1 Corinthians 12:28-31
And God has set some in the church, first apostles, secondarily prophets, thirdly teachers, after that miracles, then gifts of healings…
I. GRACES ARE BETTER THAN GIFTS. Gifts were necessary in the early ages of the Church; as outward illustrations of the new spiritual facts, as evidences of the Divine authority of the preachers of the gospel, and as fitting them to carry their message to all nations. And there are still gifts bestowed on the Church. We speak of a person having a gift for preaching or teaching, or praying or giving, etc. The Redeemer's kingdom needs consecrated learning, eloquence, etc. But the apostle sets graces above gifts, a thing surely very remarkable in his case.
II. WHAT GRACES AND GIFTS HAVE IN COMMON.
1. A Divine origin. "What have we that we have not received? By the grace of God we are what we are."
2. A purpose to effect. Both are for the use of edifying. If we have gifts we are to use them in kindly and wise actions, helping our brothers to carry their burdens, or teaching them how best to lay stone upon stone. If we have graces, then we are enabled to exercise a holy influence, inspiring and inspiriting souls.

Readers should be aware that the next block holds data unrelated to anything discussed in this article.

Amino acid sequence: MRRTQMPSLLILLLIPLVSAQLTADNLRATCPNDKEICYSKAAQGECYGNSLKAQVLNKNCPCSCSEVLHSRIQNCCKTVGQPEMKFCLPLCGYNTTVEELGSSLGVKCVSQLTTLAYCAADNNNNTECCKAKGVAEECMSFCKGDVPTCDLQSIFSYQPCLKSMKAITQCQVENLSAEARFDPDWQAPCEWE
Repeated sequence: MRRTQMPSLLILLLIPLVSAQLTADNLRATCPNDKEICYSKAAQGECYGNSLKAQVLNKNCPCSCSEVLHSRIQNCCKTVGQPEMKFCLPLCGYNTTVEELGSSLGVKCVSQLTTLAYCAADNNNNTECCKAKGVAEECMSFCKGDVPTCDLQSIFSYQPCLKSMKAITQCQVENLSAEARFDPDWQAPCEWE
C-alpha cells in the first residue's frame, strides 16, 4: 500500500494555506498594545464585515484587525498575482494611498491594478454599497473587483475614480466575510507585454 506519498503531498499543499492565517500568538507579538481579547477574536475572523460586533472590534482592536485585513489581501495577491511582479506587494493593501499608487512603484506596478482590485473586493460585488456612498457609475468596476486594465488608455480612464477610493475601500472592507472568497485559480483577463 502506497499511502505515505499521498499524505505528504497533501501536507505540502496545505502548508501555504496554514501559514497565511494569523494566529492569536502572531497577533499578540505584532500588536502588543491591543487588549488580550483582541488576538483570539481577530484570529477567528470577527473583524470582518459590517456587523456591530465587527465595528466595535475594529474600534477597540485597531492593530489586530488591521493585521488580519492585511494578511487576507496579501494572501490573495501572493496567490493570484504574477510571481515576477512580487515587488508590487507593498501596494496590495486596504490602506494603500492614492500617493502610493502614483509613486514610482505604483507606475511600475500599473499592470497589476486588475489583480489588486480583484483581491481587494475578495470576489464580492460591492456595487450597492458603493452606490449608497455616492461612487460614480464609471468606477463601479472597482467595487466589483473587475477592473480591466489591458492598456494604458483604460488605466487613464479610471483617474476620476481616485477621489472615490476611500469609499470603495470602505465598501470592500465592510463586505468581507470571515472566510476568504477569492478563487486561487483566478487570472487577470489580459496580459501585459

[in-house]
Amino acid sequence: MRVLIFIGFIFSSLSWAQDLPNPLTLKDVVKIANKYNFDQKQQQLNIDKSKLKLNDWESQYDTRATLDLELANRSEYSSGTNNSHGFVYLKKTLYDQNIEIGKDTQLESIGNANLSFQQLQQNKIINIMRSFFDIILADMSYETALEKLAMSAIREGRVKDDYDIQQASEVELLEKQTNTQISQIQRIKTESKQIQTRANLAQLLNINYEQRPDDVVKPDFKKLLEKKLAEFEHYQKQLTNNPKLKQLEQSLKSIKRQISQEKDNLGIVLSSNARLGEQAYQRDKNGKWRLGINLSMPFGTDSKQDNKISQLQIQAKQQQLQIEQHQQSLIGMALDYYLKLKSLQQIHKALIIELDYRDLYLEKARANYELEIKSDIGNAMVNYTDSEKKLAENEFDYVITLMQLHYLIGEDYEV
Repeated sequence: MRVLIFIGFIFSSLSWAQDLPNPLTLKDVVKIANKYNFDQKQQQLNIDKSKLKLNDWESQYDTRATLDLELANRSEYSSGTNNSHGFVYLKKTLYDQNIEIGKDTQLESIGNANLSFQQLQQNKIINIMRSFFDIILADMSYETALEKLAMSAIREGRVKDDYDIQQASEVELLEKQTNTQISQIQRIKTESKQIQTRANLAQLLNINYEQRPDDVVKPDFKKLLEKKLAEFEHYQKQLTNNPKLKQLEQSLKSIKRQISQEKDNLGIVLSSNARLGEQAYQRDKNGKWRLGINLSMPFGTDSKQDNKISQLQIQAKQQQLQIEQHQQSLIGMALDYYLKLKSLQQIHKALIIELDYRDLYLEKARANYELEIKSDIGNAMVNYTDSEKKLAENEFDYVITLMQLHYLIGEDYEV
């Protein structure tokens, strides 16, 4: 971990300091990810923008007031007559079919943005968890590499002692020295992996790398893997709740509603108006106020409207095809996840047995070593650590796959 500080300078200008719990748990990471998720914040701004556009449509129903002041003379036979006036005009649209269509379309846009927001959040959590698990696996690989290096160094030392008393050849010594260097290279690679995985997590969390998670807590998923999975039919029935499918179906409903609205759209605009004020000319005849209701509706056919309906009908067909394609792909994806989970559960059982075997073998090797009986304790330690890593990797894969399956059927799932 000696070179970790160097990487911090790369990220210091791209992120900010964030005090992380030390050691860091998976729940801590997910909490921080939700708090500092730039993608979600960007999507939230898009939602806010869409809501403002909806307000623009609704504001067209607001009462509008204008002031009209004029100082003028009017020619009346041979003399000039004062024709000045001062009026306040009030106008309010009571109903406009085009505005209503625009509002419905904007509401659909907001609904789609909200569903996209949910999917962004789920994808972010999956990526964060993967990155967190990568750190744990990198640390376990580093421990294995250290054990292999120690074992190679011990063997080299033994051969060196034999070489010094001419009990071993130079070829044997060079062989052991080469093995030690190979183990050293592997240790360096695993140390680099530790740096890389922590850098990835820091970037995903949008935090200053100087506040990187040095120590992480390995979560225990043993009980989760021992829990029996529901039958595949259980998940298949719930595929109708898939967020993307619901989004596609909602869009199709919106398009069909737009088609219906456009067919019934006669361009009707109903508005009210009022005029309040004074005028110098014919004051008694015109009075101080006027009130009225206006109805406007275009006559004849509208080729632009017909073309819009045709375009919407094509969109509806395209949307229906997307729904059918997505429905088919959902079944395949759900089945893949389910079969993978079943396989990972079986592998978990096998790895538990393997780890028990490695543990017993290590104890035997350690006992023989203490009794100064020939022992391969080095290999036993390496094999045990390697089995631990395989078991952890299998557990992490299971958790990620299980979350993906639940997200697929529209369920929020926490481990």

3. Both can grow and suffer loss.
III. WHAT GRACES HAVE THAT GIFTS HAVE NOT.
1. Graces have the power to come to all, and enrich all. In any very large sense gifts can only be for the few.
2. Graces last for ever. The things which we have must one day drop out of our hands; the dead hand holds nothing. What we are in ourselves we must he for ever.
3. Graces have the power of working always. Gifts are dependent on men's wills, and those wills are often wholly self-ruled. We very seldom can get the full benefit of the gifts of the gifted. But if a man have a grace, he cannot help working for his fellow-men and for Christ.
(R. Tuck, B.A.).
Parallel VersesKJV: And God hath set some in the church, first apostles, secondarily prophets, thirdly teachers, after that miracles, then gifts of healings, helps, governments, diversities of tongues.